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THE

O L D G E N T R Y.

THAT

HAT all from Adam first began, , None but ungodly Woolston doubts ; And that his son, and his son's son,

Were all but ploughmen, clowns, and louts.

Each, when his rustic pains began,

To merit pleaded equal right; 'Twas only who left off at noon, Or who went on to work till night.

But coronets we owe to crowns,
And favour to a court's affection

; By Nature we are Adam's sons,

And sons of Anstis * by election.

Kingfale! eight hundred years have rollid,

Since thy forefathers held the plow; When this in story shall be told,

Add, that my kindred do so now.

The man who by his labour gets

His bread, in independent state, Who never begs, and seldom eats,

Himself can fix or change his fate.

* Garter King at Arms.

THE

тн Е

INS A TI A B L E PRIEST.

LUKE
UKE Preach-ill admires what we Laymen can

mean; That thus by our profit and pleasure are sway'd, He has but three livings, and would be a Dean;

His Wife dý'd this year, he has marry'd his maid.

To suppress all his carnal desires in their birth,

At all hours a lusty young hussey is near : And, to take off his thoughts from the things of this

earth, He can be content with two thousand a year.

А

FRENCH

SONG

I MIT A T ED.

Why
H Y thus from the plain does thy shepherdess

rove,
Forsaking her swain, and neglecting his love?
You have heard all my grief, you see how I die,
Oh! give some relief to the swain whom you Ay.

How can you complain, or what am I to say, Since my dog lies unfed, and my sheep run aftray? Need I tell what I mean, that I languish alone ! When I leave all the plain, you may guess 'tis for One

A

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Now how shall I do with my love and my pride;
Dear Dick *, give me counsel, if Friendship has

any ;
Pry'thee purge, or let blood! surly Richard reply'd,
And forget the coquette in the arms of your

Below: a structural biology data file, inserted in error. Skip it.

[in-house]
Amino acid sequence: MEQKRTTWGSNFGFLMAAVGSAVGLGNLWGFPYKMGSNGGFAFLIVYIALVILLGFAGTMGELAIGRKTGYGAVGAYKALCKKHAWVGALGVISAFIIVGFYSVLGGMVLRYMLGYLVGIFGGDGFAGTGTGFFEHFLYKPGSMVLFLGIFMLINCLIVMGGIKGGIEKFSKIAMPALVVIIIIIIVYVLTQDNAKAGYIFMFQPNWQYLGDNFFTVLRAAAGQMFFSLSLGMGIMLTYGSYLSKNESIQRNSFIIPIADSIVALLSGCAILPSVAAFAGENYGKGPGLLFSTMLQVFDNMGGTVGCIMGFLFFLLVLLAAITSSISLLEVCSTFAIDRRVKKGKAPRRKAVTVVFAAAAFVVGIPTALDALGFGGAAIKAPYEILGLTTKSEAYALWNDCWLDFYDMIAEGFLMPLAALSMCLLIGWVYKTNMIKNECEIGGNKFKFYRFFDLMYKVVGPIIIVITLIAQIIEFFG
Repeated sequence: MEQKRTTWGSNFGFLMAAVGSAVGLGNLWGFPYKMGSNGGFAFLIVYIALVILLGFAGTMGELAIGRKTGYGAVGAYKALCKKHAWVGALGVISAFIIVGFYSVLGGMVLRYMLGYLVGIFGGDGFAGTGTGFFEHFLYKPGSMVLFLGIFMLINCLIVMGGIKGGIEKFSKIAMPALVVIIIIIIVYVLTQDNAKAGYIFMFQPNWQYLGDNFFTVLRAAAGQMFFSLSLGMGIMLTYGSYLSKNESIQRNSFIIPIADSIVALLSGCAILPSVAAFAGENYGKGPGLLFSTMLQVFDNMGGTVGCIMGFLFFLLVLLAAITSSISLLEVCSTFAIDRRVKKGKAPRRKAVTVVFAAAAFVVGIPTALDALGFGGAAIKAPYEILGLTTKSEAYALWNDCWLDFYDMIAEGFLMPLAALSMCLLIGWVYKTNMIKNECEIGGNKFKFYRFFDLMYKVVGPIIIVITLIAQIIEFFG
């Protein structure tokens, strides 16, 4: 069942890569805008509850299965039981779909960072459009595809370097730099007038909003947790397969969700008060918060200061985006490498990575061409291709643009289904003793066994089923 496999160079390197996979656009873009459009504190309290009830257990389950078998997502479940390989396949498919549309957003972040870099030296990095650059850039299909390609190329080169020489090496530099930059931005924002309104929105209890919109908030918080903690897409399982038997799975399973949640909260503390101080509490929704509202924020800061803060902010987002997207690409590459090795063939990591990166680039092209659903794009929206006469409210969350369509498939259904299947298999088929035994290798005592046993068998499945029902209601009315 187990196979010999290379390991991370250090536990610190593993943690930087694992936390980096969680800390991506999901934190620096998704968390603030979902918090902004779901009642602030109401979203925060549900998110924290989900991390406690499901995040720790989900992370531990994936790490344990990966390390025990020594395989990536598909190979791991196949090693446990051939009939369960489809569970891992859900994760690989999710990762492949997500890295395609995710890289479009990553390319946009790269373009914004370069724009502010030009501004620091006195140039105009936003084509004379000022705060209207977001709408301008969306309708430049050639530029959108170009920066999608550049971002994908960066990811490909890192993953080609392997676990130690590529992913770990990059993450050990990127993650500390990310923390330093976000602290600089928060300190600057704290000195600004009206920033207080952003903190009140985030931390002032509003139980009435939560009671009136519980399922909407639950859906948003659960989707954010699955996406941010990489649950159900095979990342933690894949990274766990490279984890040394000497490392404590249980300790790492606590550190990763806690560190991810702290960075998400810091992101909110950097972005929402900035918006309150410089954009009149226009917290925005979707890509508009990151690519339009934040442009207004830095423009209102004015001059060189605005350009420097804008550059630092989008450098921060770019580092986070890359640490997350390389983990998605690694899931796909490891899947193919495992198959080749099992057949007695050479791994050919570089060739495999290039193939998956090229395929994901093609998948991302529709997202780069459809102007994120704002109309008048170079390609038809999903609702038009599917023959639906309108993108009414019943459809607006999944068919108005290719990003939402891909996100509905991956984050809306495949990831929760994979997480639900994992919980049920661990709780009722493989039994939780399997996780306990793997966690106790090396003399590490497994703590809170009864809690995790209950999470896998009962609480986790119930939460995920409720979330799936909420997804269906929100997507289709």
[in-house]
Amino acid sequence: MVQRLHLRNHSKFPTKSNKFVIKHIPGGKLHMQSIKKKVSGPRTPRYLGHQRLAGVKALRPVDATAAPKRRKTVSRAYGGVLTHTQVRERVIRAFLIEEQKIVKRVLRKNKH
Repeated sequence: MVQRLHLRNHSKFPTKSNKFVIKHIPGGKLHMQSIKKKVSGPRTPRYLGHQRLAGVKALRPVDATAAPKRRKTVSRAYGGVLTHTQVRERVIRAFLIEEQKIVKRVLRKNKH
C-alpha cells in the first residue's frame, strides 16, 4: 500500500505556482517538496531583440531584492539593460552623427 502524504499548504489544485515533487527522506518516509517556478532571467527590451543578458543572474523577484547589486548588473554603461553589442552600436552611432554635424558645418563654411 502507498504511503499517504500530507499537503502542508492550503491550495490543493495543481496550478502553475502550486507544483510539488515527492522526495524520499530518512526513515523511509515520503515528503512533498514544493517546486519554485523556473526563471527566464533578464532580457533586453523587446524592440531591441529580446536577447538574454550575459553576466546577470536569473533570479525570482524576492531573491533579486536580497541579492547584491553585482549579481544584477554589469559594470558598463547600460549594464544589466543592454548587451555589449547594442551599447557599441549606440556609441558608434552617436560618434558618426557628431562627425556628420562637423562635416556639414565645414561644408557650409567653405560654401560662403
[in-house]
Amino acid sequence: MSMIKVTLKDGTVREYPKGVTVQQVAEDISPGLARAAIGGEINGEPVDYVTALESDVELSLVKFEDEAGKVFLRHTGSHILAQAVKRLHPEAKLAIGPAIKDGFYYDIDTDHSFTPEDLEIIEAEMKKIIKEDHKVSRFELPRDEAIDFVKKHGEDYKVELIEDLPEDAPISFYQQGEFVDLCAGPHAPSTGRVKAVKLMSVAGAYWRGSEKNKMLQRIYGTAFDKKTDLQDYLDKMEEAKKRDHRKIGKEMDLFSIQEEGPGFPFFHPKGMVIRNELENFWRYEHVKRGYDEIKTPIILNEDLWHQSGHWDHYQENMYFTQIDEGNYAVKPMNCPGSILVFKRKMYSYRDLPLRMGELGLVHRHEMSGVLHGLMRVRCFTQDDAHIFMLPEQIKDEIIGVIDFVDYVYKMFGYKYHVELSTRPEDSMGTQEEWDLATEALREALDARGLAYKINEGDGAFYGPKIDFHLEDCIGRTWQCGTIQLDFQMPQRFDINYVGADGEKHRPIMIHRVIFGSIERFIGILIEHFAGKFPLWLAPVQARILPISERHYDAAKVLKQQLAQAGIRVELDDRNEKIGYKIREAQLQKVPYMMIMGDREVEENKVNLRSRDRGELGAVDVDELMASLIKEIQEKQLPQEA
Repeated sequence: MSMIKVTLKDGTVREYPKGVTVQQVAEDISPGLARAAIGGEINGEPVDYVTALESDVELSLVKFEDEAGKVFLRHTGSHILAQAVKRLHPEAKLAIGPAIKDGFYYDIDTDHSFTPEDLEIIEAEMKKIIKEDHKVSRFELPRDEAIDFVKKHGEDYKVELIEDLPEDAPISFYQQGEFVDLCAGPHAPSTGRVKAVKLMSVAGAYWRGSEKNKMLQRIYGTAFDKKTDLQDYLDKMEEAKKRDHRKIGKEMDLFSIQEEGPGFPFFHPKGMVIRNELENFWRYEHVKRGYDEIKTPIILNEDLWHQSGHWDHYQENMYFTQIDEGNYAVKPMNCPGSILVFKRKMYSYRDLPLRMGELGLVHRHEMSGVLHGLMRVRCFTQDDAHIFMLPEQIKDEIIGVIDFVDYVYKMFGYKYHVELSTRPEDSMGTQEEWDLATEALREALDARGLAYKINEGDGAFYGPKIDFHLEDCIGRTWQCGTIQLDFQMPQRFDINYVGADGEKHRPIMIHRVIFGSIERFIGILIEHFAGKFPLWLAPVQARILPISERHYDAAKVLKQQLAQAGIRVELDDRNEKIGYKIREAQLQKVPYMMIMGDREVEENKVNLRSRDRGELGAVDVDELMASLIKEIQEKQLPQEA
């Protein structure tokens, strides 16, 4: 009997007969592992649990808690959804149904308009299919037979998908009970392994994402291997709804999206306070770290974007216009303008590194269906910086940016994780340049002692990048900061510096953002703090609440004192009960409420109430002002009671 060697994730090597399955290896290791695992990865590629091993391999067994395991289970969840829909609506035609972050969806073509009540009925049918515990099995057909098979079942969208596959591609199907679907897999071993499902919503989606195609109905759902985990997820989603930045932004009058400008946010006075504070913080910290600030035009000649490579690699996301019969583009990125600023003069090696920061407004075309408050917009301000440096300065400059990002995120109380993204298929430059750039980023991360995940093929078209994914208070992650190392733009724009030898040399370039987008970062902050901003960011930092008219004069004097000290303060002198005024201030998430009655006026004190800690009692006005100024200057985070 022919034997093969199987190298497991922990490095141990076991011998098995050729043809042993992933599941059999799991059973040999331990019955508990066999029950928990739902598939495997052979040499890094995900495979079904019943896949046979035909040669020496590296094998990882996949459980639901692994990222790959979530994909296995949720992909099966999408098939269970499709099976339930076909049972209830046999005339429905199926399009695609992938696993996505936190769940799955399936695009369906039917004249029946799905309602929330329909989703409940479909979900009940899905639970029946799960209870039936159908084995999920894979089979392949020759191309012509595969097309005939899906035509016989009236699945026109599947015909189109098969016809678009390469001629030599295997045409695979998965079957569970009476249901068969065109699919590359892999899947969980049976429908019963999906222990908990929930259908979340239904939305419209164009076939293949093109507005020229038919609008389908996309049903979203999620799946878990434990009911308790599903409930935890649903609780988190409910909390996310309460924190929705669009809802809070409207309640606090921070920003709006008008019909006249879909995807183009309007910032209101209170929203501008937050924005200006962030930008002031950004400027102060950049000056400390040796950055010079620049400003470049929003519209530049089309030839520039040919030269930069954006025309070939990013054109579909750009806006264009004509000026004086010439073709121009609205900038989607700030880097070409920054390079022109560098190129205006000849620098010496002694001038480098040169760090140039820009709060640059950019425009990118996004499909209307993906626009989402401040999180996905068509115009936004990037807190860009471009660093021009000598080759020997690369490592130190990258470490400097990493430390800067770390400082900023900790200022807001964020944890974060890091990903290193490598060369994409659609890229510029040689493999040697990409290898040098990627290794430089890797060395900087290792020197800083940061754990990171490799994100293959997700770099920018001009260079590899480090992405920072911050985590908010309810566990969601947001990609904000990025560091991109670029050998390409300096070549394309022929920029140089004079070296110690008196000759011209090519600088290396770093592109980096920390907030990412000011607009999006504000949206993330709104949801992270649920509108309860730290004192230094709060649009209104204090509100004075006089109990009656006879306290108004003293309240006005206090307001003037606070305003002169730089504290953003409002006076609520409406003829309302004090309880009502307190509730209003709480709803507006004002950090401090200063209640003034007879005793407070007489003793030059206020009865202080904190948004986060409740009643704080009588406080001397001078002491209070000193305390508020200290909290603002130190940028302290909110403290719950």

Nanny t.

of

While I pleaded with passion how much I deserv'd,
For the pains and the torments of more than a

year ;
She look'd in an almanack, whence the observ’d,

That it wanted a fortnight to Bart'l'mew-fair.

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My Cowley and Waller how vainly I quote,

While my negligent judge only hears with her

eye!

In a long flaxen wig, and embroider'd new coat,

Her spark saying nothing talks better than I,

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I KNOW that Fortune long has wanted fight,
And therefore pardon’d when she did not right ;
But yet till then it never did appear,
That, as she wanted eyes, she could not hear ;
I begg'd that she would give leave to lose,
A thing she does not commonly refuse !
Two matadores are out against my game,
Yet still I play, and still my luck 's the fame :
Unconquer'd in three suits it does remain,
Whereas I only alk in one to gain ;

she, still contradi&ting, gifts imparts, And give success in every suits- but Hearts.

CU PI D'S

CUPID's PROMISE,

A

FRENCH SONG,

PARAPHRASED.

SOFT

T Cupid, wanton, amorous boy,
The other day, mov’d with my lyre,
In Aattering accents spoke his joy,

And utter'd thus his fond desire.

Oh ! raise thy voice! one Song I ask ;

Touch then thy harmonious string: To Thyrfis easy is the talk,

Who can so sweetly play and sing.

Two kisses from my mother dear,

Thyrsis, thy due reward ihall be ;
None, none, like Beauty's Queen is fair,

Paris has vouch'd this truth for me.

I strait

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